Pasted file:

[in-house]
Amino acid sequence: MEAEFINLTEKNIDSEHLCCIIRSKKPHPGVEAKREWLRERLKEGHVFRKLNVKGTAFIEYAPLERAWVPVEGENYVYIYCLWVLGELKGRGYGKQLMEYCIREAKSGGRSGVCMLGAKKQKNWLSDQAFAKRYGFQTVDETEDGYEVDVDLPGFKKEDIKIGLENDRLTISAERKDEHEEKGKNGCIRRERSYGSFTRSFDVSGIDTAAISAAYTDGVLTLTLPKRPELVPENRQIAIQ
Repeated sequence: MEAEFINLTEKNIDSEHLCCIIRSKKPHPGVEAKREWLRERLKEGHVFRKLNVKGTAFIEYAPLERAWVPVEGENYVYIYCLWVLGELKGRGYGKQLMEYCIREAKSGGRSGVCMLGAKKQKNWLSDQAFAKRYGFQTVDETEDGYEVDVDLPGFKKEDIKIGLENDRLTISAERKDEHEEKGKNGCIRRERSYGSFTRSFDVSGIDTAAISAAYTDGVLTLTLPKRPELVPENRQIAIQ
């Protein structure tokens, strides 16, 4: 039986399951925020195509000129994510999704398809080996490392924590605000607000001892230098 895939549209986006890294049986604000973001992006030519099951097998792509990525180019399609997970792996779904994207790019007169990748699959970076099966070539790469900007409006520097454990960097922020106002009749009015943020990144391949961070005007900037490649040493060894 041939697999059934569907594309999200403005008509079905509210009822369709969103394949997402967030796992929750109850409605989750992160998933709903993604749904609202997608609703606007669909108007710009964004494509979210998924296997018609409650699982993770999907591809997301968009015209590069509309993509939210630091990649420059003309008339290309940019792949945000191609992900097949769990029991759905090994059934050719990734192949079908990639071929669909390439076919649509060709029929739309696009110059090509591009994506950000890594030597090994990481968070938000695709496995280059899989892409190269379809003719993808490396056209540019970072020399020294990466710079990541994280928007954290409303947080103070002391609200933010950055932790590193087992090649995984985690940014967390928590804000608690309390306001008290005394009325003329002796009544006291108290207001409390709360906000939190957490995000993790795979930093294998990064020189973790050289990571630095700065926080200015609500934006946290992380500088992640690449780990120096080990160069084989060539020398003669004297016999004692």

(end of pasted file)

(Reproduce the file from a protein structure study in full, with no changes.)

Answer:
[in-house]
Amino acid sequence: MEAEFINLTEKNIDSEHLCCIIRSKKPHPGVEAKREWLRERLKEGHVFRKLNVKGTAFIEYAPLERAWVPVEGENYVYIYCLWVLGELKGRGYGKQLMEYCIREAKSGGRSGVCMLGAKKQKNWLSDQAFAKRYGFQTVDETEDGYEVDVDLPGFKKEDIKIGLENDRLTISAERKDEHEEKGKNGCIRRERSYGSFTRSFDVSGIDTAAISAAYTDGVLTLTLPKRPELVPENRQIAIQ
Repeated sequence: MEAEFINLTEKNIDSEHLCCIIRSKKPHPGVEAKREWLRERLKEGHVFRKLNVKGTAFIEYAPLERAWVPVEGENYVYIYCLWVLGELKGRGYGKQLMEYCIREAKSGGRSGVCMLGAKKQKNWLSDQAFAKRYGFQTVDETEDGYEVDVDLPGFKKEDIKIGLENDRLTISAERKDEHEEKGKNGCIRRERSYGSFTRSFDVSGIDTAAISAAYTDGVLTLTLPKRPELVPENRQIAIQ
């Protein structure tokens, strides 16, 4: 039986399951925020195509000129994510999704398809080996490392924590605000607000001892230098 895939549209986006890294049986604000973001992006030519099951097998792509990525180019399609997970792996779904994207790019007169990748699959970076099966070539790469900007409006520097454990960097922020106002009749009015943020990144391949961070005007900037490649040493060894 041939697999059934569907594309999200403005008509079905509210009822369709969103394949997402967030796992929750109850409605989750992160998933709903993604749904609202997608609703606007669909108007710009964004494509979210998924296997018609409650699982993770999907591809997301968009015209590069509309993509939210630091990649420059003309008339290309940019792949945000191609992900097949769990029991759905090994059934050719990734192949079908990639071929669909390439076919649509060709029929739309696009110059090509591009994506950000890594030597090994990481968070938000695709496995280059899989892409190269379809003719993808490396056209540019970072020399020294990466710079990541994280928007954290409303947080103070002391609200933010950055932790590193087992090649995984985690940014967390928590804000608690309390306001008290005394009325003329002796009544006291108290207001409390709360906000939190957490995000993790795979930093294998990064020189973790050289990571630095700065926080200015609500934006946290992380500088992640690449780990120096080990160069084989060539020398003669004297016999004692």